Archive for September, 2014

The Power of Love

Thursday, September 25th, 2014

All through high school, and through my first year of college, I was convinced I wanted to be a clinical psychologist. I wanted to listen to people’s troubles and help them figure out a way to solve them. I was less concerned with the tools (psychology) than with the results (relief of anguish).

Then, fall of my sophomore year of college, I took a friend’s advice and tried out Intro to Political Theory. I can still picture the narrow room in Stetson Hall at Williams College. It had a long, wide wooden table around which maybe twelve people could fit, without much clearance between the backs of their chairs and the wall. The professor sat at the far end of the table, framed by a tall picture window. I arrived late, and the only seat left was at the opposite end of the table. I slunk in and began taking notes. The subject was power.

I found myself scribbling in the margins of my notes: power to, power over, power from, positive and negative forms of power…. A whole world had opened itself to me, and I soon left psychology behind. (Didn’t hurt that I wasn’t very good at it.)

Twenty-odd years later, and if you were to ask me in Spanish what my profesión was, I’d say politólogo – politicologist, or in the parlance of the schools I attended for undergrad and doctoral studies, “political science.” I’ve studied institutional power in various permutations.

But the concern with the relief of anguish has remained. And that’s why I work in philanthropy. Because people are using the power of money, and all that it affords, to make change out of love. I was about to say, “out of love for humanity,” referencing the etymology of “philanthropy,” but I’m too much of a politólogo to think it’s just that. Love of control. Love of prestige. Love of attention. They’re all in there, to varying degrees. I’ve written about the expressive dimensions of the act of giving, and that expression has many dimensions, many of them not particularly noble.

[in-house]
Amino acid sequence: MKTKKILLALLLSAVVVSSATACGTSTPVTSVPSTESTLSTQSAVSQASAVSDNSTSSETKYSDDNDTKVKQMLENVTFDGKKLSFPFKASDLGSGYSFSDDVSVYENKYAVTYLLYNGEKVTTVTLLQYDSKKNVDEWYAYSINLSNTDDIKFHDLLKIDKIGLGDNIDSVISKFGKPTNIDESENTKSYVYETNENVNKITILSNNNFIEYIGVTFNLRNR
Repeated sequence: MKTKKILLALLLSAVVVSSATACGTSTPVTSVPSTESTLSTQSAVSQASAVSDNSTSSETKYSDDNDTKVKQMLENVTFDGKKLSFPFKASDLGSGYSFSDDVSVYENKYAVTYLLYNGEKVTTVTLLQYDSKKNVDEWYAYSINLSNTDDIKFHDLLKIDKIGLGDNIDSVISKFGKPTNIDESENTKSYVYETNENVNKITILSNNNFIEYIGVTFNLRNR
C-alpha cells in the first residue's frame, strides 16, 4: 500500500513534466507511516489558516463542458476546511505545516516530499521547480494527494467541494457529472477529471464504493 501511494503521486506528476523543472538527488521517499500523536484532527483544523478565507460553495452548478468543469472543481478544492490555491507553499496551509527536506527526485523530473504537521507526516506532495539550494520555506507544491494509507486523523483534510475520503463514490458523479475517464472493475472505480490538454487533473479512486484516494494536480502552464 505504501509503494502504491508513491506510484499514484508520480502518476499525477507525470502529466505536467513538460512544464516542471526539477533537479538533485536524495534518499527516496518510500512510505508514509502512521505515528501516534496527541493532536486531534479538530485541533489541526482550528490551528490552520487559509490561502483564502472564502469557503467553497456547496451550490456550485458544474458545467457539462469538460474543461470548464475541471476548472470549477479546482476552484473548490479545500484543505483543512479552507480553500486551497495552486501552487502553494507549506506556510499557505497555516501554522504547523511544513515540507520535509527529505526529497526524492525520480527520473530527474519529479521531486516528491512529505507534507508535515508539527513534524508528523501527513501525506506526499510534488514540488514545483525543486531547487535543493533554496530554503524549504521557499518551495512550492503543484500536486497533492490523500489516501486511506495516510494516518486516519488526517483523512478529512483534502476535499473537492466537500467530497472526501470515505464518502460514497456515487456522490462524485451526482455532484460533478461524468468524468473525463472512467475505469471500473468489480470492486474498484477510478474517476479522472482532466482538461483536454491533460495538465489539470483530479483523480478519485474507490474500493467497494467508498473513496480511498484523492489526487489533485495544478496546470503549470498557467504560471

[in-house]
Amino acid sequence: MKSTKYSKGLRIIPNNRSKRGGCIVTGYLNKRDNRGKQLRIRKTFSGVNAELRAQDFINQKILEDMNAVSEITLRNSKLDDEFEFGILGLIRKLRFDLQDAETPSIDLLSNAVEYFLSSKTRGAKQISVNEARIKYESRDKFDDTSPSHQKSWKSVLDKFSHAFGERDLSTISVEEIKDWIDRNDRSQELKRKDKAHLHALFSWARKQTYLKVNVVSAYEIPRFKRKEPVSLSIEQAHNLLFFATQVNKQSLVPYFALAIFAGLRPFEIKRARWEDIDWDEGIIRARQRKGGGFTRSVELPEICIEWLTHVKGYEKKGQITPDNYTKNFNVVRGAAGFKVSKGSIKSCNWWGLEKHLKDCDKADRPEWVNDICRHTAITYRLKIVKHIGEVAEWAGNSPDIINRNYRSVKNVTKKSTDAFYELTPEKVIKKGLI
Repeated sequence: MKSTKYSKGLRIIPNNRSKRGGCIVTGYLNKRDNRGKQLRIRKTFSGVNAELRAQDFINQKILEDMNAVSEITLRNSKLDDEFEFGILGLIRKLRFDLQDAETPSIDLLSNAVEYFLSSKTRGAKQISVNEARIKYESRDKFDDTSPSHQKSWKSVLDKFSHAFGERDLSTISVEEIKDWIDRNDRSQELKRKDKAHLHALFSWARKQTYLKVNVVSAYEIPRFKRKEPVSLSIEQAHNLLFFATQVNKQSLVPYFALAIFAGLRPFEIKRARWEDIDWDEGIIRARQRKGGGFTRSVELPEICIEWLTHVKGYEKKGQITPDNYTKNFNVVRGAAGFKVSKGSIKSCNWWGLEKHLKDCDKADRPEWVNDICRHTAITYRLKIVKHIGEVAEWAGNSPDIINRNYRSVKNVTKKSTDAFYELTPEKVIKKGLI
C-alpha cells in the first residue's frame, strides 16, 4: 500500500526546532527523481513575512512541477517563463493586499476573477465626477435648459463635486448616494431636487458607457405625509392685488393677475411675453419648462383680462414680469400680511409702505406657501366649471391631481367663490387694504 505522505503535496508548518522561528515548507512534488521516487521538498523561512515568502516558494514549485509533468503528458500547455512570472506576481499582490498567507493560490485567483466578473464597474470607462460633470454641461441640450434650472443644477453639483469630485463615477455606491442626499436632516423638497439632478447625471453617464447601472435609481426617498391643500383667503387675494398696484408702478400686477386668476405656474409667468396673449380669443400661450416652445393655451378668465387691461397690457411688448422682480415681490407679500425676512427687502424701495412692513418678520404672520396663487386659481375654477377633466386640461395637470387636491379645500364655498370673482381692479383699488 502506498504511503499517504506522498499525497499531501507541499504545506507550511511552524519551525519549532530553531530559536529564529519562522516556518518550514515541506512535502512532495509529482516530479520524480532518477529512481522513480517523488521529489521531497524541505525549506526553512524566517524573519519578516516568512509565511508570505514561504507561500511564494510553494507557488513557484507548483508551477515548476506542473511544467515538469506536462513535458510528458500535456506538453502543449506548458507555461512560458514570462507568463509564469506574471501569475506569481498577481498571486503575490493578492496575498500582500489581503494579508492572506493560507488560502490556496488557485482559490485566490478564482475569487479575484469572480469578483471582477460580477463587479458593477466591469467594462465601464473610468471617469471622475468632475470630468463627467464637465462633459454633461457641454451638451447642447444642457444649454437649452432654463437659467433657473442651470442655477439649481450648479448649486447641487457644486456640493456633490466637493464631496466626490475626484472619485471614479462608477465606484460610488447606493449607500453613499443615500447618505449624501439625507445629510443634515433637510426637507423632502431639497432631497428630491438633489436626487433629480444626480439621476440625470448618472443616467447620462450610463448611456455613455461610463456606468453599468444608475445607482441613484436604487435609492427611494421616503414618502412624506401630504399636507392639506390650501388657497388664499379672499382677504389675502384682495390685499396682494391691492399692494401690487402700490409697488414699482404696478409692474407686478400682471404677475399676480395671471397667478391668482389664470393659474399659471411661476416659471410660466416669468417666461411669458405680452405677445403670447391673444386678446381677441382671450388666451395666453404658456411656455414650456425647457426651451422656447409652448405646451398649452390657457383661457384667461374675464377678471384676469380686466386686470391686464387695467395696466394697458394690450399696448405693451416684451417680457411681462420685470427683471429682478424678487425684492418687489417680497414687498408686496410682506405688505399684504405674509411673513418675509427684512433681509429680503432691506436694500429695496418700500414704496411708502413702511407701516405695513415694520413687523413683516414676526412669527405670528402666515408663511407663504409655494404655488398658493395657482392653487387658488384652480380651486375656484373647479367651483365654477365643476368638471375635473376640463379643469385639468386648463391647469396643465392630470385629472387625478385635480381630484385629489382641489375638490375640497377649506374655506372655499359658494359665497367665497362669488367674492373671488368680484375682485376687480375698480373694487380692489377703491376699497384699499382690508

But the love is there, the very human hunger for satisfaction of an emotional need, even if it’s just a sense of order and justice in an upside-down world.

For me, then, philanthropy is a kind of palindrome: love of the power of love. Those two qualities, ever in tension, caught up in each other. That’s what keeps me going in this field.

What motivates you about philanthropy?

P.S. Now just try getting that Huey Lewis song out of your head. You’re welcome.

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Brand New Key(s)

Friday, September 19th, 2014

At my day job, we just put out a paper that I was involved in, “Ten Keys, Ten Years Later: Successful Strategic Planning for Foundation Leaders.” As much as strategy has and continues to evolve, we find that the fundamentals of strategic planning remain relevant for a wide variety of funders. One sign of this is that one of our most enduringly popular briefing papers is “Ten Keys to Successful Strategic Planning for Nonprofit and Foundation Leaders.” We just had a potential client say that’s how they found us – and it came out more than ten years ago.

So we thought it would be useful to revisit the Ten Keys and see what was the same and what changed. We also decided to focus specifically on funders this time around.

It was pleasantly surprising to see that most of the keys held up. We framed them a bit differently this time around, but the fundamentals remain sound, and easily overlooked.

There are two that receive different emphasis this time around, and they’re topics that are near and dear to my heart. One is about how non-grantmaking tools are no longer just an afterthought, but an integral part of the strategy discussion. And the other is that it’s more important than ever to frame strategy relationally – in terms of the ecosystem in which you’re embedded. If you’re an education funder, your strategy needs to address its relation to the strategy of the school district, the charter school network, other education funders – your strategy is not just yours alone, in other words. Those who get that do better in strategic planning.

What do you think about the updated Ten Keys? Do they ring true with your experience of strategic planning? How relevant do you find strategic planning in today’s environment?